Channeling the Magic of Ptah and Sekhmet at Karnak Temple

by Nov 20, 2022Egypt Sites & Monuments, Pharaohs & Kings

Recent Blog Articles

The Ptah Temple at Karnak – where the spooky Sekhmet statue stands in her shrine.

By Laura Ranieri Roy

Hidden in a remote area of Karnak Temple, the Ptah Temple precinct holds magical delights for those who seek it out. Originally built by Thutmosis III, it is a complex that pays homage to the great creator god of Memphis, the goddess Hathor, and Ptah’s consort Sekhmet, the lioness goddess of war, disease, and the eye of Ra!

The temple consists of three interconnecting sanctuaries consecrated to his Memphite triad: Ptah, Sekhmet and their son Nefertum It was built (as many are) on the site of an earlier temple of the Middle Kingdom in wood and brick – and an offering shrine of Amenemhat I resides there.

Interestingly, the Ptolemies who restored the temple did not replace the earlier royal cartouches with their own, but actually repaired damaged and missing sections with the names of the original builders.

Thutmosis III (1479-1425 BCE), the great Napoleon of Egypt, gives us in his own words insight into why he built this temple (on the foundations of an older one) in an inscription on a stele there, between the fourth and fifth gates:


“My majesty commands that there be built the temple of Ptah-south-of-his wall, in Thebes, which is a station …. of my father Amun-Ra, lord of Thebes… Lo, my majesty found this temple built of brick and wooden columns and its doorway of wood, beginning to go to ruin. My majesty commands to stretch the cord upon this temple anew, erected of fine white sandstone, and the walls around it of brick, as a work enduring for eternity.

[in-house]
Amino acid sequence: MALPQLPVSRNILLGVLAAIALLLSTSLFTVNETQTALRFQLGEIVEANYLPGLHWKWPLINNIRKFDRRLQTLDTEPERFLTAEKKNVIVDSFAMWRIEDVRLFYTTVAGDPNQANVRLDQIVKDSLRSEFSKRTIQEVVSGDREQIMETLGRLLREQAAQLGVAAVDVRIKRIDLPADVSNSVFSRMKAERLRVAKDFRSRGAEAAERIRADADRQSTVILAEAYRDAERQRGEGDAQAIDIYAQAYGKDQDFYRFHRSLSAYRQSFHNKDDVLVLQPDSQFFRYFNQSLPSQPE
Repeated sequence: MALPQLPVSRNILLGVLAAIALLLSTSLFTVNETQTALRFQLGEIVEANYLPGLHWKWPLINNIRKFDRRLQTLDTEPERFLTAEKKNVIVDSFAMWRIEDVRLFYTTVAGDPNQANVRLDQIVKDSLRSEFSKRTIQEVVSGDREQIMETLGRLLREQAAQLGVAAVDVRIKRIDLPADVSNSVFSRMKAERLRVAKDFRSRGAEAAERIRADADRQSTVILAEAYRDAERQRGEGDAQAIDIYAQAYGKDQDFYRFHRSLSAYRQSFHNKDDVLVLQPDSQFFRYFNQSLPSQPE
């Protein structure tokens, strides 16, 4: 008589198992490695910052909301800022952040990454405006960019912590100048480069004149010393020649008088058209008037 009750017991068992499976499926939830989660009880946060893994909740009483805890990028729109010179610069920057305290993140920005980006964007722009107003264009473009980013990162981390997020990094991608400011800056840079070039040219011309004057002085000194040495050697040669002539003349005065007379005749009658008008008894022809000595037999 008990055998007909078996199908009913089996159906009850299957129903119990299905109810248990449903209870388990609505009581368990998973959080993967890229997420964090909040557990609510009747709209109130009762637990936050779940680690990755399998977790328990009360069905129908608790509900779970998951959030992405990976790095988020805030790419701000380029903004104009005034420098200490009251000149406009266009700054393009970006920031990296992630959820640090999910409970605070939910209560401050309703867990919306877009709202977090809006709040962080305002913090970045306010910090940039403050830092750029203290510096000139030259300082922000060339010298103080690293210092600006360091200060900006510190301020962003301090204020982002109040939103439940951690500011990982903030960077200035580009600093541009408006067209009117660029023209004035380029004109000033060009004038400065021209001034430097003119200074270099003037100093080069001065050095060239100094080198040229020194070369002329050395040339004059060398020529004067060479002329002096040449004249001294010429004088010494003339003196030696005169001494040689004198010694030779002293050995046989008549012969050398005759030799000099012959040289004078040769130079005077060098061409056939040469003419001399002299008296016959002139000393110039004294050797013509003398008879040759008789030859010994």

My majesty erected for it doors of new cedar of the best of the terraces [Lebanon], mounted with Asiatic copper… I overlaid for him his great seat with electrum of the best of the countries. All vessels were of gold and silver, and every splendid costly stone, clothing of fine linen, white linen… to perform his pleasing ceremonies at the feasts of the beginning of the season.”

A headless Ptah in his shrine

You will find Ptah in his shrine, though badly damaged and headless. This work is beautifully carved from a monolithic block of black granite in such an artful way by ancient sculptors that a pink vein of stone can be perceived running from right to left across the chest. Ptah holds his familiar was sceptre (symbol of power) emerging from a long sheath ending in the Djed (symbol of stability and strength) His feet are massive and swaddled and before him on the same pedestal, is the bottom part of a kneeling figure.

The spooky Sekhmet shrine

Beside the shrine of Ptah you will find a very rare thing: a shrine where an intact divine statue stands. This one, beautifully rendered of black granite, had been smashed to many pieces and restored by George LeGrain (Karnak cachette) when he worked to restore the temple in 1900. This is the great cult statue of Sekhmet.

Its beautiful slender womanly body and lioness head crowned with a sun disk is certainly New Kingdom. Legends abound concerning this fearsome statue – and it is said she is linked to a tragedy where seven children were once killed in a cave in. She is the great devourer – The powerful one. It may be her or a previous granite statue of Djehuty (removed to Cairo) that made the villagers fear the temple and be unwilling to work with LeGrain.

Mystic powers of the Sekhmet statue?

Today, sensitives, spiritualists and empaths beat a path to this shrine hoping to be endowed with Sekhmet’s protection and magic. Our travelers Luis and Rhonda certainly felt it – even saw her eyes slightly move, felt the energy emanating from the ancient stone.

The Sekhmet statue and shrine lies behind a locked door, and to access it you must befriend the guards. Yet, they are used to letting people into this sacred space to meditate or just feel the power – as long as their kindness is rewarded. The eerie darkened atmosphere of the shrine and statue is enhanced by a zenithal opening in the ceiling, through which sunlight – or moonlight on certain nights – filters on to the statue. The reality is that the lighting of these statues was not part of the ancient design of the temple; the missing slabs directly above were removed by Legrain to create light-openings.

Mystic or not, the Sekhmet and Ptah shrines are worth seeking out as a best kept Karnak secret.  The Temple is located on the northern perimeter of the Temple of Amun, just inside the gate leading to the Montu precinct.



Don’t Miss Out On Important News